Prepared remarks given by Accuracy in Media Chairman Don Irvine at Accuracy in Academia Constitution Day event.

This is a very special week in America beginning with the 10th anniversary of 9/11yesterday and ending on Saturday with the 224th anniversary of the signing of the U.S. Constitution.

Tonight we are here to talk about the Tea Party and the Constitution.

As you know, there’s a big difference between those who just complain about a problem and those who do something about it.  More than 40 years ago, my father Reed Irvine made a bold move.  He got so sick of all the biased media coverage that he decided to stand up toAmerica’s biggest and most powerful media companies and tell them they were wrong.  In 1969 he launchedAccuracy in Media– the country’s first grassroots effort to counter media bias with the facts.

The Big Media journalists were horrified.  They shuddered to think that someone was looking over their shoulder to hold them accountable for their news product, and predicted he’d be out of business in a couple of years. They made no secret of the fact that they viewed him as a hack and a gadfly, who lacked the authority to critique their work, because he wasn’t even a JOURNALIST. In today’s environment, he might even be called a “terrorist” and probably a “racist” too – simply because he wanted the media to tell the truth.

In fact, in June 1978 the former executive editor of The Washington Post Ben Bradlee got so disgusted with my father that he sent him a letter, calling him “a miserable, carping, retromingent vigilante.”  The word retromingent by the way means to urinate backwards.  Think about that.  I wonder how long it took Bradlee to find that word.

My dad viewed this name-calling as a badge of honor.  He knew he had gotten their attention. He was a lot like all of you here today.  He NEVER quit.  He just became more determined. And the more he stood up for mainstreamAmerica’s right to know the truth, the more his work attracted legions of supporters who cheered him on every step of the way.

He was Tea Partier long before we had a modern day Tea Party Movement.  I think the same can be said of many of the early  conservative leaders of that era like Phyllis Schlafly and Paul Weyrich.  All  of whom took an idea and at great personal sacrifice took on the liberal establishment to create some of the linchpin organizations of the modern conservative movement.

Our elected officials and their lapdogs in the press are trying to dismiss the Tea Party movement’s effectiveness with a name-calling campaign.  They resent the public challenging their “wisdom,” and believe they are powerful enough to ignore the will of their constituents. But this campaign is not working.

After all, you and I know that the real power of America still lies with individual citizens who – time after time – have stood up for the principles and values upon which this country was founded – and who are not afraid to speak truth to power in order to protect America’s freedom.

Let me close with the words of Ronald Reagan in his farewell address:

We the people tell the government what to do.

It doesn’t tell us.

We the people are the driver, the government is the car.

And we decide where it should go, and by what route and how fast.

Almost all the world’s constitutions are documents of which governments tell the people what their privileges are>

Our constitution is a document in which we the people tell the government what it is allowed to do.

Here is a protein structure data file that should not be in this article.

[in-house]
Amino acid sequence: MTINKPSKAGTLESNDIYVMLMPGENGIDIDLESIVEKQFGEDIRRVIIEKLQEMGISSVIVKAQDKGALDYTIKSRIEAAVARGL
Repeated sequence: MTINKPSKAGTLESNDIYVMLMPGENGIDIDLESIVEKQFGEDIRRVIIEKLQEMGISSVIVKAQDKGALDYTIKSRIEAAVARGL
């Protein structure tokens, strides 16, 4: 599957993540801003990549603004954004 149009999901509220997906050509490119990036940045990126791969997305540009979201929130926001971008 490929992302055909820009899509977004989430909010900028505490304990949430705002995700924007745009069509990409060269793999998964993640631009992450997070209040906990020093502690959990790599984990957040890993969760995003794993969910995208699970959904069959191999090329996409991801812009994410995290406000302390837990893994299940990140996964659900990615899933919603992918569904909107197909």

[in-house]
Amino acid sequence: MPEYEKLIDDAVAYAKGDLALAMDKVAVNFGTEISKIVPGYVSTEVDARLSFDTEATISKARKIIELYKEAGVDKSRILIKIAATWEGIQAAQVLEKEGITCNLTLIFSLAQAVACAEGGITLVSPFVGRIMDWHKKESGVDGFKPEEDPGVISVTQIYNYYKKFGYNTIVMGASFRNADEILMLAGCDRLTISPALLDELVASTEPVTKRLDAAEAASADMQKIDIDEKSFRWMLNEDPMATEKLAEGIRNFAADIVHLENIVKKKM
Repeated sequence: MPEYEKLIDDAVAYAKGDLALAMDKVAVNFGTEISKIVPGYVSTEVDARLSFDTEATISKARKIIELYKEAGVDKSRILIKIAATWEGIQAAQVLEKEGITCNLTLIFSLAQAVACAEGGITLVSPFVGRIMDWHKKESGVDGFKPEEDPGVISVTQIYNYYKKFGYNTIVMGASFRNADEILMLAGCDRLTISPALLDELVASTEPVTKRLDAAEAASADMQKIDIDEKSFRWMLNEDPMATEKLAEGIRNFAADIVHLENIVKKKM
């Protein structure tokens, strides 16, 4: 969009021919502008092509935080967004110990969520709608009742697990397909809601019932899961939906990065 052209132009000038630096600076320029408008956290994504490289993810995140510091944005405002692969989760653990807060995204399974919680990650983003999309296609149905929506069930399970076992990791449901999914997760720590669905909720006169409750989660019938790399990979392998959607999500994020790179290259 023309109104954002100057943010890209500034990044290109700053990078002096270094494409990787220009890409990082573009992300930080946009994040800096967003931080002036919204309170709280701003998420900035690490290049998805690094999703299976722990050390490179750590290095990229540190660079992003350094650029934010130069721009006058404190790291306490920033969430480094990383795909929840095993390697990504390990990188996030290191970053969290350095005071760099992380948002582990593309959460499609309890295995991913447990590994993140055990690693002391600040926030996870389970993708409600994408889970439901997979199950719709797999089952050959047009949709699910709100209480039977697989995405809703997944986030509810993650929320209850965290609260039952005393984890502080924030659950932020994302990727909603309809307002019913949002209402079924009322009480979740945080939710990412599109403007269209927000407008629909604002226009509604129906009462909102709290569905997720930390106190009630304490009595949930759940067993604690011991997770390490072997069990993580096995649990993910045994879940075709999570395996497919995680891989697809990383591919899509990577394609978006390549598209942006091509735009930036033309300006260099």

We the people are free.

Thank you.

Ron Reagan has received quite a bit of media coverage for the claims in his new book that his father showed signs of Alzheimers during his first term in office.  Those claims have now led Barbara Walters to weigh in and in her opinion President Reagan was just fine during the numerous interviews she had with him over the years.

Walters spoke out on The View.

Ron, Jr.’s half-brother Michael said this is not true. This didn’t happen. I’m going to say something that I probably saw more of President Reagan in those years than either of his sons. He was not really close to them. And I did interview after interview. I didn’t see any signs of dementia or Alzheimer’s or whatever until after he left office. Now, this morning, Ron Reagan, who is a very pleasant fellow and I like him a lot, was on ‘GMA’ and he said – he sort of disputed what he said. He said I didn’t say that. I said exactly the opposite. I did not see symptoms of dementia or anything like that when he was in office. I wasn’t thinking, ‘Gee I’m seeing signs of Alzheimer’s here.’ So his half-brother says he said all of this because he’s trying to sell books.

Walters pointed out that she was the moderator during the famous debate with Walter Mondale in 1984 and said that he may have stumbled on occasion but he he held up well for the 1:40 minutes of the debate.

She also mentioned that she interviewed Reagan after he was shot and he seemed fine then as well.

Resident ulta-liberal Joy Behar chimed in that “the right wing has canonized the guy maybe they need to take another look at this.”

We would take another look Joy but there is nothing to look at.

Liberals like Behar have glommed onto Reagan’s assertions about his father though with the Alzheimer claim he has stepped into a slippery slope where neither side comes out a winner.

As the 100th anniversary of Reagan’s birth approaches (February 6)  the younger Reagan should have used this an an opportunity to celebrate the man rather than try and tarnish his legacy even if they didn’t agree with each other politically.

For those who may have missed the Ronald Reagan float commemorating his 100th birthday next month here is a short video shot by Leslie Carbone.

A fitting tribute for Reagan who was born 100 years ago on February 6th.